City Police and by the St. Francis Sheriff’s Department.

The brief news report says that Tye had been shot and then dragged several hundred feet.

The report has also raised the ire of some activists, who in comments posted online, urged WREG to contact the Gay and Lesbian Alliance Against Defamation for guidance on how to properly report on transgender issues and individuals. The WREG report refers to Tye as a man wearing a dress and a wig and uses male pronouns. It closes with the statement: “People we talked to in Forrest City said Tye was always dressed as a woman, caused no trouble and was liked.”

Forrest City is located just off Interstate 40, between Little Rock, Ark., and Memphis. WREG reports say that Tye’s body was found on Hwy. 334, which, according to an online map, is just south and east of Forrest City.

—  admin

Alleged serial killer linked to 5 strangulations in Houston, including two transgender women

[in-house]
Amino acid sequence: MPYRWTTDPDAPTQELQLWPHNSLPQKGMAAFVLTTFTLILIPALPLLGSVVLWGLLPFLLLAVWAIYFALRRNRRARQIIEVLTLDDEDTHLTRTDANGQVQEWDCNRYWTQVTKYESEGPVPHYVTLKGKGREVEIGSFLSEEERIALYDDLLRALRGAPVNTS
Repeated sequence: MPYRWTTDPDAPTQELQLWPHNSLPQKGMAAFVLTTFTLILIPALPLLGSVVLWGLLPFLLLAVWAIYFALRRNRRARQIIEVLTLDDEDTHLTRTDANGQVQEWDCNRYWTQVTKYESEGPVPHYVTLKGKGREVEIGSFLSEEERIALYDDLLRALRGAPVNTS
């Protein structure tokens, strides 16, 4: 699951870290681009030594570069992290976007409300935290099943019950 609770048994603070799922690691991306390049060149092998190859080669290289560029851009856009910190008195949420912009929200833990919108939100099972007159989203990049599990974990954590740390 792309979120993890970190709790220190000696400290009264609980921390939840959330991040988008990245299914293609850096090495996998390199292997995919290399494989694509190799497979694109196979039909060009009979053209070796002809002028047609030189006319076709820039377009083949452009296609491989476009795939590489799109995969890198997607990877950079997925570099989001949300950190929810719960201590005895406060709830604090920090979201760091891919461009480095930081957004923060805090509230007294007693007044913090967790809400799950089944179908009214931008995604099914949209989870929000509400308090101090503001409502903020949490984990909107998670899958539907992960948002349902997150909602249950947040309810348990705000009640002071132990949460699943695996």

Lucky Ward

Houston police have arrested a man they say is responsible for five murders last year, including two in which the victims were transgender women. Lucky Ward, 46, is a serial killer who targeted those he perceived as vulnerable, according to police.

Ward’s victims included Gypsy Rodriguez, 40, of Houston, a transgender woman who was found dead Sept. 13; and Myra D. Ical, 51, a trans woman who was found dead Jan. 18, 2010. Both women were murdered near Houston’s heavily LGBT Montrose area.

The Houston Chronicle has published a story that identifies Rodriguez and Ical by their male birth names, refers to them with male pronouns and calls them “men who dressed as women.” Meghan Stabler, a transgender activist from Houston, said on her Facebook page that she’s asked the newspaper to correct the story.

—  John Wright

A glimpse of the change to come: School officials yank trans teen’s homecoming king crown

The San Francisco Chronicle posted a story online today about Oakleigh Reed, a transgender 17-year-old at Mona Shores High School in Muskegon, Mich., who was voted homecoming king by his classmates after he launched a Facebook campaign for the crown. But then school officials yanked Oak’s crown, declaring that students can only choose a boy for homecoming kind, and Oak — as he is known to his friends — is not a boy.